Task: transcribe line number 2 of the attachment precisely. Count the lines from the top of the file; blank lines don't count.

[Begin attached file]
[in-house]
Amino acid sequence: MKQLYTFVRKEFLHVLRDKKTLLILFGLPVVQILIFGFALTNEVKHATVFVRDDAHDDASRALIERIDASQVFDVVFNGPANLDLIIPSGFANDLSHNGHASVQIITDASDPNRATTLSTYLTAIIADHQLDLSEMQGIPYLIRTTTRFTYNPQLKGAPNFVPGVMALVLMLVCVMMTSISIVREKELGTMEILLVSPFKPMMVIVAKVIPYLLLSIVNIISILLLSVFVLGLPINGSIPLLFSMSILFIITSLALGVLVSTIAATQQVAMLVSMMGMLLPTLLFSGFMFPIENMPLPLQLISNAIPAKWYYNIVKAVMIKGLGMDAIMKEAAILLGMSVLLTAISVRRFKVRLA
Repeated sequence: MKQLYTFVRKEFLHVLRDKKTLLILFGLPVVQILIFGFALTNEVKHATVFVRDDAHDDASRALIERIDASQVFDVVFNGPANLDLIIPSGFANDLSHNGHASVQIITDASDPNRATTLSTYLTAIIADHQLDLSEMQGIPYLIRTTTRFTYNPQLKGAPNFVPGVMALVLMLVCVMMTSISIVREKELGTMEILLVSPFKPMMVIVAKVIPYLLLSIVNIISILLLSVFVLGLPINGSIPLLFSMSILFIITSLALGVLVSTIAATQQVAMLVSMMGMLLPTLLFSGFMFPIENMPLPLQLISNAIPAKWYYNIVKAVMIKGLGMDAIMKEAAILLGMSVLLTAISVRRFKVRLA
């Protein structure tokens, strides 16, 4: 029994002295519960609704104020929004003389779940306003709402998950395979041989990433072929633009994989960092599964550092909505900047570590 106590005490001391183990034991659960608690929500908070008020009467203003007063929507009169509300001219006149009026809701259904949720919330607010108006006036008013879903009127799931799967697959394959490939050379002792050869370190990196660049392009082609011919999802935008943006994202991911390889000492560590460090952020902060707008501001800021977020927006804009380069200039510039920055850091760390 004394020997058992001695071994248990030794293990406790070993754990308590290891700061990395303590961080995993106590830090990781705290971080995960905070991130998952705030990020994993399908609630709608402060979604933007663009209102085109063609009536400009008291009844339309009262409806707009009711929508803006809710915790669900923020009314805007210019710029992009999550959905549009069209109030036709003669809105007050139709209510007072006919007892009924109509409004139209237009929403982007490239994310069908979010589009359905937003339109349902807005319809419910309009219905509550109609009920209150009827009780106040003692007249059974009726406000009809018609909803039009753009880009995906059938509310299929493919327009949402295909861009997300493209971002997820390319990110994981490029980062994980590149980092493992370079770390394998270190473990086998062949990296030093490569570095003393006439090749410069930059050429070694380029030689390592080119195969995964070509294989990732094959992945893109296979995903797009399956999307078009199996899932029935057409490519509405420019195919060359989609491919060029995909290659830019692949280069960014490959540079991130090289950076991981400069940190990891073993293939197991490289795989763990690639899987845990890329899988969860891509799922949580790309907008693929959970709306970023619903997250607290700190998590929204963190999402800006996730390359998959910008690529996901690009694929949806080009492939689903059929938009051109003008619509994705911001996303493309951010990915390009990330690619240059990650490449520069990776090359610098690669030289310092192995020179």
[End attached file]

Amino acid sequence: MKQLYTFVRKEFLHVLRDKKTLLILFGLPVVQILIFGFALTNEVKHATVFVRDDAHDDASRALIERIDASQVFDVVFNGPANLDLIIPSGFANDLSHNGHASVQIITDASDPNRATTLSTYLTAIIADHQLDLSEMQGIPYLIRTTTRFTYNPQLKGAPNFVPGVMALVLMLVCVMMTSISIVREKELGTMEILLVSPFKPMMVIVAKVIPYLLLSIVNIISILLLSVFVLGLPINGSIPLLFSMSILFIITSLALGVLVSTIAATQQVAMLVSMMGMLLPTLLFSGFMFPIENMPLPLQLISNAIPAKWYYNIVKAVMIKGLGMDAIMKEAAILLGMSVLLTAISVRRFKVRLA